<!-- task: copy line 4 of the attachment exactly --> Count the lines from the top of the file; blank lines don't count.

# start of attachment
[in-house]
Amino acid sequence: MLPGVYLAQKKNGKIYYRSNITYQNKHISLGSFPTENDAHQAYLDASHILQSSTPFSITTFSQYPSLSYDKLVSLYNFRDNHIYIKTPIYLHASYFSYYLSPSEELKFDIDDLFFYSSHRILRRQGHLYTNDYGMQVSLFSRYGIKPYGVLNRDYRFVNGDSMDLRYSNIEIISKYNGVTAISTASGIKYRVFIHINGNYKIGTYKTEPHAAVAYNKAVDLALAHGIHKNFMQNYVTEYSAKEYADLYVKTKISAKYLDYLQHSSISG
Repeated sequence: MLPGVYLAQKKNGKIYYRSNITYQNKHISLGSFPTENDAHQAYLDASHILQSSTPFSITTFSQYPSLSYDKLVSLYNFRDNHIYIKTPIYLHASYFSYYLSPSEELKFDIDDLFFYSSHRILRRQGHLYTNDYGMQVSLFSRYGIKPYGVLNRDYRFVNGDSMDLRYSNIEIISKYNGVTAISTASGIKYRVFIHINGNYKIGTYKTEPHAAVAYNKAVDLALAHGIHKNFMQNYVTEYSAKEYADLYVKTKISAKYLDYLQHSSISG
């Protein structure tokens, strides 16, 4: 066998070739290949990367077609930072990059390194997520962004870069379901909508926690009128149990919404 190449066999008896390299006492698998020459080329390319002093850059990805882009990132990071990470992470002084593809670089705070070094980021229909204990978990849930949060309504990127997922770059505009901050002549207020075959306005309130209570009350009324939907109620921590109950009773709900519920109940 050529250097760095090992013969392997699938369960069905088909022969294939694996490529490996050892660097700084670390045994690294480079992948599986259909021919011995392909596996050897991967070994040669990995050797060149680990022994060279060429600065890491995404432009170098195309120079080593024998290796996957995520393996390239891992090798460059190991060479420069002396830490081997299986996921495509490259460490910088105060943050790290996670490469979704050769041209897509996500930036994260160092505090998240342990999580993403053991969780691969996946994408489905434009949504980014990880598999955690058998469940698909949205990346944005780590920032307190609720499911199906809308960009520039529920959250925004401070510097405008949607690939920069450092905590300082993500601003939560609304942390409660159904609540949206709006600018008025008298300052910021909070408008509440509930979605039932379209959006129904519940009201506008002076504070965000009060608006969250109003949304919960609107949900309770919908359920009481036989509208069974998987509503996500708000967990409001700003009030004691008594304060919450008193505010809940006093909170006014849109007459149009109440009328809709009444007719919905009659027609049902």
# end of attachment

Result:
């Protein structure tokens, strides 16, 4: 066998070739290949990367077609930072990059390194997520962004870069379901909508926690009128149990919404 190449066999008896390299006492698998020459080329390319002093850059990805882009990132990071990470992470002084593809670089705070070094980021229909204990978990849930949060309504990127997922770059505009901050002549207020075959306005309130209570009350009324939907109620921590109950009773709900519920109940 050529250097760095090992013969392997699938369960069905088909022969294939694996490529490996050892660097700084670390045994690294480079992948599986259909021919011995392909596996050897991967070994040669990995050797060149680990022994060279060429600065890491995404432009170098195309120079080593024998290796996957995520393996390239891992090798460059190991060479420069002396830490081997299986996921495509490259460490910088105060943050790290996670490469979704050769041209897509996500930036994260160092505090998240342990999580993403053991969780691969996946994408489905434009949504980014990880598999955690058998469940698909949205990346944005780590920032307190609720499911199906809308960009520039529920959250925004401070510097405008949607690939920069450092905590300082993500601003939560609304942390409660159904609540949206709006600018008025008298300052910021909070408008509440509930979605039932379209959006129904519940009201506008002076504070965000009060608006969250109003949304919960609107949900309770919908359920009481036989509208069974998987509503996500708000967990409001700003009030004691008594304060919450008193505010809940006093909170006014849109007459149009109440009328809709009444007719919905009659027609049902």